Blessed are the givers
The World Giving Index, commissioned by the Charities Aid Foundation, ranked 153 countries on their generosity. Canada and Ireland had a ranking of 56, behind only Australia and New Zealand at 57 and just ahead of Switzerland and the United States at 55. That means 64 percent of Canadians gave money in the last month, 35 percent gave time and 68 percent helped a stranger. There were wide variations in the results with giving money ranging from 4 percent in Lithuania to 83 percent in Malta. Burundi and Madagascar ranked last with a ranking of 12, but other poor countries, Guinea, Guyana and Turkmenistan, ranked in the top 20. The study also found that the link between giving money and being happy is stronger than the link between giving money and being wealthy as a nation.
Making human rights right
Philippe Rabot was appointed director of the Alberta Human Rights Commission October 12. The Alberta government also appointed four new members of the Commission. A lawyer, Rabot was commissioner of the Canada Pension Plan/Old Age Security Act Review Tribunals 2005-2010 and chair of the Royal Canadian Mounted Police External Review Committee for seven years. The appointments are the culmination of a two-year review process. The government wants the Commission to operate according to the rules of evidence that apply to regular court proceedings and to render decisions more quickly.
Who cleans the gold dust?
According to the website inthedustofyeshua, preacher Joshua Mills of New Wine International is charging people $400 – $1000 a month to have angels come and clean their houses. Customers are required to leave the house and hand the keys to a Heavenly House Technicians supervisor, so the customers don’t actually see the angels. However, some have reported that the angels do a good job and leave a sprinkling of gold dust behind.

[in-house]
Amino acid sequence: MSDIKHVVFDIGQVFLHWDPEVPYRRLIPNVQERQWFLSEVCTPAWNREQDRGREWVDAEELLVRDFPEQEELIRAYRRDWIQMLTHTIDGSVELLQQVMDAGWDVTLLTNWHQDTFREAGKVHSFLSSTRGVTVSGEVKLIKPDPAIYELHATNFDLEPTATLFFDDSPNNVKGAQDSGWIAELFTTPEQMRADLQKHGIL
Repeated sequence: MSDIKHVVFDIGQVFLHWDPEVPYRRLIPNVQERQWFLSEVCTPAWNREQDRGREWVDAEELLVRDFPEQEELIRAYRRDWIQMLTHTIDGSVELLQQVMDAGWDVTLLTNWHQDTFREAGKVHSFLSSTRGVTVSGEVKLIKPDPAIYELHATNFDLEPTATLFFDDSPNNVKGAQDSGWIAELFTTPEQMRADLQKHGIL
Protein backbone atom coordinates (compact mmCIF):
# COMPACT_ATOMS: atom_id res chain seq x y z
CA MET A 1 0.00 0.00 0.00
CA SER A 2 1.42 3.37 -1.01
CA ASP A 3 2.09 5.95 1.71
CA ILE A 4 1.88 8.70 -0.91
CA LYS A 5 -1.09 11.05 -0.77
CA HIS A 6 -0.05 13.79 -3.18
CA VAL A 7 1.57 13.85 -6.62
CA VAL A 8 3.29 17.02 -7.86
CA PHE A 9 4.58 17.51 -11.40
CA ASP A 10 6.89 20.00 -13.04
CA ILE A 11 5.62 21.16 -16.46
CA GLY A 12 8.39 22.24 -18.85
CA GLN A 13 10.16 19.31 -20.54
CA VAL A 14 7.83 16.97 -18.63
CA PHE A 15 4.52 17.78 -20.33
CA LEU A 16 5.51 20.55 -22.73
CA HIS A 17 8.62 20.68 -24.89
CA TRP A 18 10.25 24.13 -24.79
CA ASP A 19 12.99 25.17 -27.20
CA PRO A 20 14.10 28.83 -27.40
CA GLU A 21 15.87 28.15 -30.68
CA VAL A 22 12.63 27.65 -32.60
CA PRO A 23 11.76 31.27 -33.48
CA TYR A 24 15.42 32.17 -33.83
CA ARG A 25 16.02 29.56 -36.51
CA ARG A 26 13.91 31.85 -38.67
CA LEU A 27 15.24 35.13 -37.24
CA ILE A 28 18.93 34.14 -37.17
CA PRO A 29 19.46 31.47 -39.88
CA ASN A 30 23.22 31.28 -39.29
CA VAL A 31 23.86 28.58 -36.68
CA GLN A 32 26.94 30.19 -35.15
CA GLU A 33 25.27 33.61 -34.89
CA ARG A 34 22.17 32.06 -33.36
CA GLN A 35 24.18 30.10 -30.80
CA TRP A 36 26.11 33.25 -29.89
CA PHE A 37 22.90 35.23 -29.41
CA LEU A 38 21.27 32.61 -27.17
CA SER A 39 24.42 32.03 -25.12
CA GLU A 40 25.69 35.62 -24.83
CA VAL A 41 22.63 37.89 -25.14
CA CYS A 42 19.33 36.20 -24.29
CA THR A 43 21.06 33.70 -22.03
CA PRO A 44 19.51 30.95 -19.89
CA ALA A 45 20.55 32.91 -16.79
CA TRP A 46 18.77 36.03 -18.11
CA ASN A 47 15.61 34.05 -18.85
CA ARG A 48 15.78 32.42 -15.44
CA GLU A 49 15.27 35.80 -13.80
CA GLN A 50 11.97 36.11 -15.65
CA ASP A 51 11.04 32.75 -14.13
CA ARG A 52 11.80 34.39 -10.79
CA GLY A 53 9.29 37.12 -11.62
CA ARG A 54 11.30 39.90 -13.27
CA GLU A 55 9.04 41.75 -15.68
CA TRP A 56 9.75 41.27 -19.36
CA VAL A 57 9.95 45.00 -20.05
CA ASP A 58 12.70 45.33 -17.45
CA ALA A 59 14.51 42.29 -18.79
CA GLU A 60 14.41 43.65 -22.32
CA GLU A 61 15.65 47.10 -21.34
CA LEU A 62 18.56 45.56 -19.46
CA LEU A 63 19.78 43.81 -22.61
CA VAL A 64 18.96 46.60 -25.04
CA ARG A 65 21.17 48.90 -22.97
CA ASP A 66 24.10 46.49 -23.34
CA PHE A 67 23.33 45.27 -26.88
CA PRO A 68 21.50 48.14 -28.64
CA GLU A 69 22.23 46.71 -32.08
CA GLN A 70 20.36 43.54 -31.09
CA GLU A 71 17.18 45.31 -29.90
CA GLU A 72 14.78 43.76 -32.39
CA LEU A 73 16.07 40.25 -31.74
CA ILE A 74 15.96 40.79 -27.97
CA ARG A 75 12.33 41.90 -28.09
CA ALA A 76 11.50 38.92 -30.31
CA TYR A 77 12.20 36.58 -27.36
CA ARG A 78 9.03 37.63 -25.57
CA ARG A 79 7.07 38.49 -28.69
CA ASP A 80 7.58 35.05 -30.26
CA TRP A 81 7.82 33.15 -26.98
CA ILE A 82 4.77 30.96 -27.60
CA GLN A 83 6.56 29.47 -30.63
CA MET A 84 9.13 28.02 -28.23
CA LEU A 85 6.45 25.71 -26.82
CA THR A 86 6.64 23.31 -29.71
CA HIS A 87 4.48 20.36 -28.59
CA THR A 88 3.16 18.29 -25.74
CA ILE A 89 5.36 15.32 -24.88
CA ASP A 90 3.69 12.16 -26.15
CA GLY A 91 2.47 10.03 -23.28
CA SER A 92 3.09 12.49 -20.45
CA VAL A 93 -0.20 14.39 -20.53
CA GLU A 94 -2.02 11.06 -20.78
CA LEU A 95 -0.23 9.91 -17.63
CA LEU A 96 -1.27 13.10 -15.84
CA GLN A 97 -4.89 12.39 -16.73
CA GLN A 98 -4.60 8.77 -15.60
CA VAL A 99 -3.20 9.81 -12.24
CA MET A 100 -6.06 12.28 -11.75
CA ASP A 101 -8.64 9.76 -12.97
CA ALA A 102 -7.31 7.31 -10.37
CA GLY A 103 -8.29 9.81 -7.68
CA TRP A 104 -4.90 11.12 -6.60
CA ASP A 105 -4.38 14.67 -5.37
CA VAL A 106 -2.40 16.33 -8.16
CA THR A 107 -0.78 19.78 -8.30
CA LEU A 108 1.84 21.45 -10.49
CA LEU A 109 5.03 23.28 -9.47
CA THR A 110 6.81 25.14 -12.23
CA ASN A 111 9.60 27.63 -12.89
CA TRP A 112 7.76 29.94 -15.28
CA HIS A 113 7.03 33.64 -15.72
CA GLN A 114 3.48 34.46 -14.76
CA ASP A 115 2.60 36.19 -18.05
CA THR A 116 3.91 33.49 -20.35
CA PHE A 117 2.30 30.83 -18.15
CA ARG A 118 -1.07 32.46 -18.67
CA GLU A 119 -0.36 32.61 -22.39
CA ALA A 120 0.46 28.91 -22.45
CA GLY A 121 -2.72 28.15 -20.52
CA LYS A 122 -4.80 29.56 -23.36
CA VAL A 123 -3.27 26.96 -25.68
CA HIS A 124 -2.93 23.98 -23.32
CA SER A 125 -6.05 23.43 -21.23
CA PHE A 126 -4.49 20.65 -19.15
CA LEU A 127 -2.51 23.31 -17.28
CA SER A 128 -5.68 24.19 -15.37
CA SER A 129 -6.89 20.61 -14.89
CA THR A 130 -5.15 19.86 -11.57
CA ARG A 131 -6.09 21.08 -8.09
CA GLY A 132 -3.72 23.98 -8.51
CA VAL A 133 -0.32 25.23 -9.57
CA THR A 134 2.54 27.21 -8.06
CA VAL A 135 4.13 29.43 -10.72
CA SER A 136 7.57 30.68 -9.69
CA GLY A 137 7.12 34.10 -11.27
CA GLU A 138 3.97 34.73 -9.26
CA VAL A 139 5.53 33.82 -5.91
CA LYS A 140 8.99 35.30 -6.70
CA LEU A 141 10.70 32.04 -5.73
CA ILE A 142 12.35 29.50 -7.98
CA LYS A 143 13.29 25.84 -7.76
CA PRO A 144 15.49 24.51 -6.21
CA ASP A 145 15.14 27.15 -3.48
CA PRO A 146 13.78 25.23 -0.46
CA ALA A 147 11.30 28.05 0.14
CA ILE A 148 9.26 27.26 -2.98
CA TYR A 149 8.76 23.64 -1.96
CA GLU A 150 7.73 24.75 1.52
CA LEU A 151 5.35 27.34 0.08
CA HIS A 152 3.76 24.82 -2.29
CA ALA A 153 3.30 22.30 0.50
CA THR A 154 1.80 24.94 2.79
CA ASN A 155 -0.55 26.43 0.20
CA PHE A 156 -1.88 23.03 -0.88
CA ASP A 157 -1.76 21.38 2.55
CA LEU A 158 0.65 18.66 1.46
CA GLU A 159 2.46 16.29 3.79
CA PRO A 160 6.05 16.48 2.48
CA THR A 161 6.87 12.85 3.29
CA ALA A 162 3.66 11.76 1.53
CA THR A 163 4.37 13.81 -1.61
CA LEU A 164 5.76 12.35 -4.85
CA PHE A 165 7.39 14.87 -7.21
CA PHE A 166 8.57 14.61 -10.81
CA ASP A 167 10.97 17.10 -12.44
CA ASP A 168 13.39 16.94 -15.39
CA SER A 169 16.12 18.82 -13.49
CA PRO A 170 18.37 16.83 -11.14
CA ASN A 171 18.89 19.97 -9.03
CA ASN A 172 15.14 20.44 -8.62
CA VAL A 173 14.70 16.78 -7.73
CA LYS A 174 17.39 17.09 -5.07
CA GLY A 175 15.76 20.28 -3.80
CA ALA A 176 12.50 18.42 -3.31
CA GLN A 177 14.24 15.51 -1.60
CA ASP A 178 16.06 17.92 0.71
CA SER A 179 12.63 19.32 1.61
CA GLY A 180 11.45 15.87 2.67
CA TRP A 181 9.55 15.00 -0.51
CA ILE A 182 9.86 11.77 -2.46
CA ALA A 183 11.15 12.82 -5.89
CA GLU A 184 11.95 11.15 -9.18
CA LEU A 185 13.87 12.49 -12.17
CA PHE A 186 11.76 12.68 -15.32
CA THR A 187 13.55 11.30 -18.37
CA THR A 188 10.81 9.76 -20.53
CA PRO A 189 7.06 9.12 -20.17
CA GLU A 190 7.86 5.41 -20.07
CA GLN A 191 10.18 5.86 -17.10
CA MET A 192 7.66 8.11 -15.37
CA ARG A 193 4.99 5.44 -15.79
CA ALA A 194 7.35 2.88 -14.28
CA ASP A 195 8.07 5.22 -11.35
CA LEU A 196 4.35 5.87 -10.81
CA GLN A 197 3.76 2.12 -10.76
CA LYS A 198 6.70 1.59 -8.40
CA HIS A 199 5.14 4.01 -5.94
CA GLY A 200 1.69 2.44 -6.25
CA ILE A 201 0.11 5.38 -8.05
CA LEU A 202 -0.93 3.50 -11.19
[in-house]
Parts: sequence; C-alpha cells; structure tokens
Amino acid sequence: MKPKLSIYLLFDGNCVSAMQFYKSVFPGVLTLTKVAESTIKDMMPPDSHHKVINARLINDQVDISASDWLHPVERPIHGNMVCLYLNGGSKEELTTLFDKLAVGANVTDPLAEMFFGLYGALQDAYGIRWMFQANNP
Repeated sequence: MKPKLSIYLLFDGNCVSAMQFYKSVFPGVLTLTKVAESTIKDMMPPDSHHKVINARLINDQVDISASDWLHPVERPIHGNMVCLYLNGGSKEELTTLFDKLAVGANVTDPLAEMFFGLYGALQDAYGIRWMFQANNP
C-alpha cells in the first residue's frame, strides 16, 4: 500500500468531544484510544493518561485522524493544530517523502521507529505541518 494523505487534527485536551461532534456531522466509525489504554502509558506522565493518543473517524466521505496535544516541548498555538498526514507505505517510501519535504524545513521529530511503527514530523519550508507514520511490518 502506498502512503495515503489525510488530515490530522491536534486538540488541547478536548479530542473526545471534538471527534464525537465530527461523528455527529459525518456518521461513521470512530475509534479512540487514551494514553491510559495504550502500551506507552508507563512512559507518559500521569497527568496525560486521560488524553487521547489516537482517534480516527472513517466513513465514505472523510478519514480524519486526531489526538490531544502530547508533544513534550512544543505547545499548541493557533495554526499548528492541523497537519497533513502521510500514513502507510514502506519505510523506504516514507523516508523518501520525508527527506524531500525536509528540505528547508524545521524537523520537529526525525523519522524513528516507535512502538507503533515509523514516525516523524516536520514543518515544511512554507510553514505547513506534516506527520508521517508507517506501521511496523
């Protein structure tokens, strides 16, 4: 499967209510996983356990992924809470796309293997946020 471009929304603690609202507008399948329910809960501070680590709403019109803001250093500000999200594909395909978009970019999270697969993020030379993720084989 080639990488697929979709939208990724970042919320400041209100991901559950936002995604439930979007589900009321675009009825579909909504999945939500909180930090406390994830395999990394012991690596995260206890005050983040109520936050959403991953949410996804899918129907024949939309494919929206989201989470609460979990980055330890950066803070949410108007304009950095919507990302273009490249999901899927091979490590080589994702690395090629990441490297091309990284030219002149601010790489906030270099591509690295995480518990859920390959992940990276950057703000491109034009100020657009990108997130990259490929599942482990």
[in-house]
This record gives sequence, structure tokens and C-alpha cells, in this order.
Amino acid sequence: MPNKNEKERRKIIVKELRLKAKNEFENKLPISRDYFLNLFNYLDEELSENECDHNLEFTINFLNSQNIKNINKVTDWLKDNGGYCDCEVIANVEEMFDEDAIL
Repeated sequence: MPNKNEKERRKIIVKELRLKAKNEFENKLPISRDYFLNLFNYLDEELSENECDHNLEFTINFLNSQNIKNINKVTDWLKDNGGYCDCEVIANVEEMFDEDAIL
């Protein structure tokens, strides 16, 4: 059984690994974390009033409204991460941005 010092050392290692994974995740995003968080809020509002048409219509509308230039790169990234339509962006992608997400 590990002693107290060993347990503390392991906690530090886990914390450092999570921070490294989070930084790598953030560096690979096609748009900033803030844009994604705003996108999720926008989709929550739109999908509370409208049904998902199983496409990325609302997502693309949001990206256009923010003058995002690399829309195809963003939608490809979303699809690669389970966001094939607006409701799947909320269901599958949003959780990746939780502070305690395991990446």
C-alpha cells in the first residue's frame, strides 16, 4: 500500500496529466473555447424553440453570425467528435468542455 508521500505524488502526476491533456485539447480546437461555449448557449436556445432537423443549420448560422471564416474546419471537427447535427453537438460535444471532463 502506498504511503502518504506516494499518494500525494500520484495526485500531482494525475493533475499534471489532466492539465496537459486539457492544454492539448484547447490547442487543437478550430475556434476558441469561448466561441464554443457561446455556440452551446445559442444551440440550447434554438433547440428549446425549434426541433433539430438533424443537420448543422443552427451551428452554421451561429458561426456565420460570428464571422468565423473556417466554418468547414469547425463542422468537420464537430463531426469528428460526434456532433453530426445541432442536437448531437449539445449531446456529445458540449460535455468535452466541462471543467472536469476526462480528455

Teachers cheat on tests
The Education Quality and Accountability Office is adding a checklist for teachers on how to administer province-wide tests in reading, writing and math to school students in Ontario. This comes after 10 public schools (twice as many as the previous year) had their marks withheld because teachers broke the rules by providing students with questions beforehand, photocopying the previous year’s test or providing resource materials such as dictionaries. The Ontario government does not monitor the tests and relies on teachers to follow the rules. The irregularities at the 10 schools came to light after tips by parents and administrators.
The purpose of paper
Edmonton Archbishop Richard Smith has requested that the board of the Western Catholic Reporter ‘revision’ the role of the newspaper in the light of archdiocese’s focus on a ‘new evangelization’ (calling people to “a renewed encounter with Jesus Christ”). Bryan Froehle of the Chicago-based firm Essential Conversations has been commissioned to conduct a detailed study that will include interviews with parish priests, meetings with focus groups and surveys of the readers.
At least the courts are harsh with someone
Over the past 16 years, Linda Gibbons, a 62-year-old great-grandmother, has been arrested 20 times and has served eight years in jail for picketing and talking with clients outside a Toronto abortion clinic. Most recently Gibbons had been in jail since January 2009 because she refused to agree to bail conditions that would require her to obey a 1994 injunction forbidding such picketing. When her case came to trial in late September 2010, she was acquitted of the charge of obstructing a peace officer and was released. However, Gibbons was rearrested October 8, when she returned to the clinic.
Taking the high road
Members of the Highfield Road Gospel Hall in Toronto have a practice of holding weekly open-air meetings with hymns and fiery sermons, choosing a different street each week. However, on August 22, they were accused of homophobia when they happened to preach in front of the home of a homosexual couple. A video of the confrontation titled ‘Neighbourhood comes together and kicks out religious haters’ has spread widely online. The church’s right to preach on the streets was defended by others, including Don Hutchinson, vice-president of the Evangelical Fellowship of Canada, and Toronto mayoral candidate Rocco Rossi.
Keep marriage on track
The Canadian Marriage and Family Network (CMFN), which is affiliated with The Evangelical Fellowship of Canada, is launching a one-year marriage coaching track in Saskatoon November 19-20. CMFN director Greg McCombs will be gathering local pastors and lay leaders to discuss working together to transform marriages in the churches and the community.
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